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Jun 10, 2020

Unified limiting form of graviton radiation at extreme energies

Marcello Ciafaloni*

Dipartimento di Fisica, Università di Firenze Via Sansone 1, 50019 Sesto Fiorentino, Italy

Dimitri Colferai† and Francesco Coradeschi‡

Dipartimento di Fisica, Università di Firenze and INFN, Sezione di Firenze Via Sansone 1, 50019 Sesto Fiorentino, Italy

Gabriele Veneziano§

Collège de France, 11 place M. Berthelot, 75005 Paris, France; Theory Division, CERN, CH-1211 Geneva 23, Switzerland;

and Dipartimento di Fisica, Università di Roma La Sapienza, Rome 00185, Italy (Received 18 December 2015; published 18 February 2016)

We derive the limiting form of graviton radiation in gravitational scattering at trans-Planckian energies (E ≫ MP) and small deflection angles. We show that—owing to the graviton’s spin 2—such a limiting form unifies the soft and Regge regimes of emission, by covering a broad angular range, from forward fragmentation to the deeply central region. The single-exchange emission amplitudes have a nice expression in terms of the transformation phases of helicity amplitudes under rotations. As a result, the multiple-exchange emission amplitudes can be resummed via an impact parameter b-space factorization theorem that takes into account all coherence effects. We then see the emergence of an energy spectrum of the emitted radiation which, being tuned on ℏ=R ∼M2P=E ≪ MP, is reminiscent of Hawking’s radiation. Such a spectrum is much softer than the one naïvely expected for increasing input energies and neatly solves a potential energy crisis. Furthermore, by including rescattering corrections in the (quantum) factorization formula, we are able to recover the classical limit and find the corresponding quantum corrections. Perspectives for the extrapolation of such limiting radiation towards the classical collapse regime (where b is of the order of the gravitational radius R) are also discussed.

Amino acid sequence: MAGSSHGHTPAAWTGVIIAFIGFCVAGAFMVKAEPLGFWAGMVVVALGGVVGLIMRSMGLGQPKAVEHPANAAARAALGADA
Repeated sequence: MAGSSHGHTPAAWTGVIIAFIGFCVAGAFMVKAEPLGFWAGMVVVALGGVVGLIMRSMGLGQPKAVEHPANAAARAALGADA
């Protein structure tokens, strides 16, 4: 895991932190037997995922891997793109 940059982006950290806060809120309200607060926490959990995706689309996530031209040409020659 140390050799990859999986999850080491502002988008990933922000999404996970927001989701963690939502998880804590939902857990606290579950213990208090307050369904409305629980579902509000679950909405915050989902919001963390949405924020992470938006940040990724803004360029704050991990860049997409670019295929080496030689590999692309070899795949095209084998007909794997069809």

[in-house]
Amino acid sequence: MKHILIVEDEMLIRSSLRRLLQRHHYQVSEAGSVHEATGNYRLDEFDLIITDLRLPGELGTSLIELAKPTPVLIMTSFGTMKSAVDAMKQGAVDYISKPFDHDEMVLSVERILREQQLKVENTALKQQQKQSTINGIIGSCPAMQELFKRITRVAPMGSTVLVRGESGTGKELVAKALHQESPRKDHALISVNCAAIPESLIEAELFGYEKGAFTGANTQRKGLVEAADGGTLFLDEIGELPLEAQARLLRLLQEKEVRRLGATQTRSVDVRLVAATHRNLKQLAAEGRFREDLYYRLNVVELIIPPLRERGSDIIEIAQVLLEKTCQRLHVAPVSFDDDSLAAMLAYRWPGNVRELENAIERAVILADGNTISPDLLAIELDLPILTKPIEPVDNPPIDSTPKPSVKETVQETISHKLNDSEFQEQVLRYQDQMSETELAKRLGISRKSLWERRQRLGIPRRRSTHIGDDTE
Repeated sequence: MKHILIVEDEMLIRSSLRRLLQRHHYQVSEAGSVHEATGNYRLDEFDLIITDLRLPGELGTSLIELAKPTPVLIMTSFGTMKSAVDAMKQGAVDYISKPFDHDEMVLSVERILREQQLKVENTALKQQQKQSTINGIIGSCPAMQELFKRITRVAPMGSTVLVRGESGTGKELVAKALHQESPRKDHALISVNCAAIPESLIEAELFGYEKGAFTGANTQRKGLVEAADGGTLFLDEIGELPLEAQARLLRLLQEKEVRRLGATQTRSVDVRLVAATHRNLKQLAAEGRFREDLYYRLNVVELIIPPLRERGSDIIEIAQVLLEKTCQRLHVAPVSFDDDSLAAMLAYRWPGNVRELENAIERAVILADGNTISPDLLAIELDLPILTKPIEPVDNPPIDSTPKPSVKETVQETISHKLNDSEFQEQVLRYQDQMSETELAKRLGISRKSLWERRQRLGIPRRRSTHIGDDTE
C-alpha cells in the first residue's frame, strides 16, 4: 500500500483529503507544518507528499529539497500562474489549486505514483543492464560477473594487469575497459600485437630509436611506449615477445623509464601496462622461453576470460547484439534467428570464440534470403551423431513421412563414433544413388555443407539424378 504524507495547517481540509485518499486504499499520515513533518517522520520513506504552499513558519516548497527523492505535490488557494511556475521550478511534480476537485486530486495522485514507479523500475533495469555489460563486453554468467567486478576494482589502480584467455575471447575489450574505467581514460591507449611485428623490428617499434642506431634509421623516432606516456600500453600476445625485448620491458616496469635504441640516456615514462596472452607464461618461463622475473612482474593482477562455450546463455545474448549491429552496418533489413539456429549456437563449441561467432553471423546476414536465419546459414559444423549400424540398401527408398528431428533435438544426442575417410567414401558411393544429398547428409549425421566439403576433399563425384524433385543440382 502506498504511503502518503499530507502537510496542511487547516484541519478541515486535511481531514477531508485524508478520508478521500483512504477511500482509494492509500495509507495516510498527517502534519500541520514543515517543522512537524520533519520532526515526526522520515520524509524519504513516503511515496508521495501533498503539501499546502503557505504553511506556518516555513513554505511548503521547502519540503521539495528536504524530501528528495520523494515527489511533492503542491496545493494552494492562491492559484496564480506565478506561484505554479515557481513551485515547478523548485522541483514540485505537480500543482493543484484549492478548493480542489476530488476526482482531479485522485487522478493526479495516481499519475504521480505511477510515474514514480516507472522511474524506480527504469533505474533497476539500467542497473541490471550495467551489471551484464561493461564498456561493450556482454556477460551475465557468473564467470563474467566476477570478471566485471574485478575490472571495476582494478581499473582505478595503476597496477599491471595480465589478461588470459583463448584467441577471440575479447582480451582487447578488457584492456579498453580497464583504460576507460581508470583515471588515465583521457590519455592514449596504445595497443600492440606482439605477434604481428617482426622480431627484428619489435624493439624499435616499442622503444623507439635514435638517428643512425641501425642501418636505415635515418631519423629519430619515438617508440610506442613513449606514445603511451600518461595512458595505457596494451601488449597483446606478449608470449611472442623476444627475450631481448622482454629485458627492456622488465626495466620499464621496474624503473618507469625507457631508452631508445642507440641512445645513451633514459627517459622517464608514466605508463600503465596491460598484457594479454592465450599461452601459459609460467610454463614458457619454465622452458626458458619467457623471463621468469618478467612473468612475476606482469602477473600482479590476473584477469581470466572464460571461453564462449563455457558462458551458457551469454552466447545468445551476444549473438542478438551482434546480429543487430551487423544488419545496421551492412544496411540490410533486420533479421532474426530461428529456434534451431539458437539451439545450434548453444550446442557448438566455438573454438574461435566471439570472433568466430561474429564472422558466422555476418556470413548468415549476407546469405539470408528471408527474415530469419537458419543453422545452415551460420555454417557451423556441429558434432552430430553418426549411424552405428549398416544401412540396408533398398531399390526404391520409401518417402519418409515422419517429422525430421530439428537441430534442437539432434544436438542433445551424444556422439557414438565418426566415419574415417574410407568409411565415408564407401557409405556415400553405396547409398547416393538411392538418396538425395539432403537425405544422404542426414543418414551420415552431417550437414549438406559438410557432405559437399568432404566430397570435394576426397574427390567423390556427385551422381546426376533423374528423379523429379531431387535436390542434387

DOI: 10.1103/PhysRevD.93.044052

I. INTRODUCTION

The thought experiment of trans-Planckian-energy gravi- tational scattering has been investigated, since the eighties [1–7], as a probe of quantum-gravity theories, mostly in connection with the problem of a possible loss of quantum coherence in a process leading classically to gravitational collapse. In an S-matrix framework such a loss would be associated with the breakdown of unitarity at sufficiently small impact parameters. In the scattering regime of large energies (